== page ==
Florida: State’s new estimated cost for special elections: $2.1 million and growing | Naples Daily News
The state’s total cost for special elections has increased from $500,000 to $2.1 million, according to state budget staff. When a special election is needed, local election officials pick up the initial cost. After a verification process, the state is required to reimburse local supervisors of elections for the cost needed to conduct those elections. When the Department of State made its initial budget request in January, it thought $500,000 would be enough to cover the tab. It’s the same number requested in Gov. Rick Scott’s proposed budget. The House’s proposed budget has requested $2.1 million in already needed reimbursements, while the Senate wants $2.6 million for any potential future special elections.
Seven months after Gov. Rick Scott announced a new purge of Florida’s voting rolls, county supervisors of elections are still waiting for the state to provide them with lists of suspected ineligible voters. The purge isn’t on hold, the state just isn’t in a hurry. “We do not have a set timeline to start the proposed process,” Florida Department of State spokeswoman Brittany Lesser said Friday. Meanwhile, midterm elections and Scott’s bid for a second term approach. It’s too late for such a purge to affect Southwest Florida’s special election to fill Trey Radel’s congressional seat. Radel resigned Jan. 27 after pleading guilty to cocaine possession and serving a stint in rehab. Ineligible voters would have to be removed by 90 days before a federal election, according to federal law.
Florida is once again trying to constrain voter rights by restricting satellite locations where citizens can deposit absentee ballots. The Legislature is considering a bill that would ban county elections supervisors from accepting completed absentee ballots at branch libraries and tax collector offices, in response to Pinellas County’s defiance of a state order to quit that practice. That voter-friendly option is not only convenient but also saves money, according to several elections supervisors. Florida should allow the eastiest balloting possible, not the toughest.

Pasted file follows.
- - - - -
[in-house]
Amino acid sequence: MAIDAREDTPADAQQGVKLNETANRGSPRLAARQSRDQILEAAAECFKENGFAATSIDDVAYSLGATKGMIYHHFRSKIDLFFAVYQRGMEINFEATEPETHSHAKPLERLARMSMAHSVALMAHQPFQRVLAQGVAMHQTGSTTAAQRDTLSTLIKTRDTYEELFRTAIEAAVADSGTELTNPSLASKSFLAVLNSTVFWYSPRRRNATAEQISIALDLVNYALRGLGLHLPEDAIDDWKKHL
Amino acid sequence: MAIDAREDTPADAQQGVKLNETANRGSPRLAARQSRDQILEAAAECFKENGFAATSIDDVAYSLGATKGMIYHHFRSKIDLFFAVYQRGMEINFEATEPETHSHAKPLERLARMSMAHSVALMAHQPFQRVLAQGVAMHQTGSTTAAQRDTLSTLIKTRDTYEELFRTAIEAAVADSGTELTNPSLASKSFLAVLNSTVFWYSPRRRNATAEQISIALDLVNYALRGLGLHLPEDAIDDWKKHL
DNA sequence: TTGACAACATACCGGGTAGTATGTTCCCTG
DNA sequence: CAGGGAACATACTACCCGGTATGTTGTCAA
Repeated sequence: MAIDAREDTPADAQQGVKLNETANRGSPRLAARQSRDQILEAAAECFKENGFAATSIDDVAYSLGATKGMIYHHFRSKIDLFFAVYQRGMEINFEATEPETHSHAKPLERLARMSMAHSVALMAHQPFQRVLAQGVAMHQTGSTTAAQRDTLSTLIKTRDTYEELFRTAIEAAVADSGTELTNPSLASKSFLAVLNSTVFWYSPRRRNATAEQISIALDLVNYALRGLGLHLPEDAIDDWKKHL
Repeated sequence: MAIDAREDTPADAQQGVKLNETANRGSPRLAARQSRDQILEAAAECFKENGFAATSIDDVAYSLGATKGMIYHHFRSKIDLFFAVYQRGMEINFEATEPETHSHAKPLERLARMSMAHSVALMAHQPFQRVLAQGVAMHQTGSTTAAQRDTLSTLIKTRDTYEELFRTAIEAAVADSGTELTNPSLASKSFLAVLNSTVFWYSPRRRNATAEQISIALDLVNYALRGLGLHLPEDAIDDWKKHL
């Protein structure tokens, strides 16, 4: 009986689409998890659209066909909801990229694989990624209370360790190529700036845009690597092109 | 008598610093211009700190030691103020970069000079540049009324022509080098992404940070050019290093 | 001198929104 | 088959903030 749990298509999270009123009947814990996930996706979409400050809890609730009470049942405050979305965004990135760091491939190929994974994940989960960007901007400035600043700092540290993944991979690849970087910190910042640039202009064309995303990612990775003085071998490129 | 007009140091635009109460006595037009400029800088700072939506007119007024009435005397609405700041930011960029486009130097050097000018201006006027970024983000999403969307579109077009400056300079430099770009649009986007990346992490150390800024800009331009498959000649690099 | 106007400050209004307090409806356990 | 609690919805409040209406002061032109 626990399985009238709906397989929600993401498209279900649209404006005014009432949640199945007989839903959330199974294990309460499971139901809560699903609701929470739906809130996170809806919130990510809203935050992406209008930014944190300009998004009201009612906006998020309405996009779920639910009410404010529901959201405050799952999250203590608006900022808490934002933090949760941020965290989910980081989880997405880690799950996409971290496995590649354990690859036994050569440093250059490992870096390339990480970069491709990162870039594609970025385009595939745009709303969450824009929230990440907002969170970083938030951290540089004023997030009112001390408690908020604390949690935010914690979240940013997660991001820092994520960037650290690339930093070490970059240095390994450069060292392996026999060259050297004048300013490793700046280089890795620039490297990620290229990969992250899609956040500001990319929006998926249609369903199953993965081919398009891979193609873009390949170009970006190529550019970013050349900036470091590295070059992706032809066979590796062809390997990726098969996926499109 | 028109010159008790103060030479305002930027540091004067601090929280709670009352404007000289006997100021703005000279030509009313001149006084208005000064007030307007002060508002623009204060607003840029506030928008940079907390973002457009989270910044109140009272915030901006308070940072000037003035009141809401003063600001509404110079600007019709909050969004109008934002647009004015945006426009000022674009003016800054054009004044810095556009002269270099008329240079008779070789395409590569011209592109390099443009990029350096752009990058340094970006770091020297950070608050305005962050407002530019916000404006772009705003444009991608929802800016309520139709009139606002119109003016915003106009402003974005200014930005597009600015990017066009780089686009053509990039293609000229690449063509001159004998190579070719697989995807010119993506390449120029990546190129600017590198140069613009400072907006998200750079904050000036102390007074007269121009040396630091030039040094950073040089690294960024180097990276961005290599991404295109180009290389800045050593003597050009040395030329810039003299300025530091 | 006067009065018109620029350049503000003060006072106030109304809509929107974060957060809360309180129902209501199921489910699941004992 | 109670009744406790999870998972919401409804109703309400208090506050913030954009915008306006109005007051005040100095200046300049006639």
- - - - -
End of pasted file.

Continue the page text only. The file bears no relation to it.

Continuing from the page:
At the urging of state Sen. Jack Latvala, the Senate will take up voting law changes that include preventing counties from using satellite locations where voters can drop off absentee ballots. The proposal is aimed at Pinellas County Supervisor of Elections Deborah Clark, but it antagonized two other supervisors who say dropoff sites save money and are convenient for voters. The Senate plan follows a confrontation in December between Clark and Gov. Rick Scott’s top elections official, Secretary of State Ken Detzner, who ordered an end to dropoff sites because no law allows it. Clark continues to defy the directive and is using five sites in the Congressional District 13 special election.
Election supervisors and the League of Women Voters have a new complaint with Gov. Rick Scott and the Legislature over early voting. After years of complaints by supervisors who struggled with historically long lines at the polls in 2012, lawmakers last year expanded the list of early voting sites to include fairgronds, civic centers, courthouses, county commission buildings, stadiums, convention centers and government-owned community centers. But when the city of Gainesville — which is heavily Democratic — asked if it could use the University of Florida student union for early voting in next month’s municipal elections, the state said no. “The Reitz Union is a structure designed for, and affiliated with, a specific educational institution,” says an advisory opinion from Maria Matthews, director of the state Division of Elections, which is run by a Scott appointee, Secretary of State Ken Detzner. “The terms ‘convention center’ and ‘government-owned community center’ cannot be construed so broadly as to include the Reitz Union.”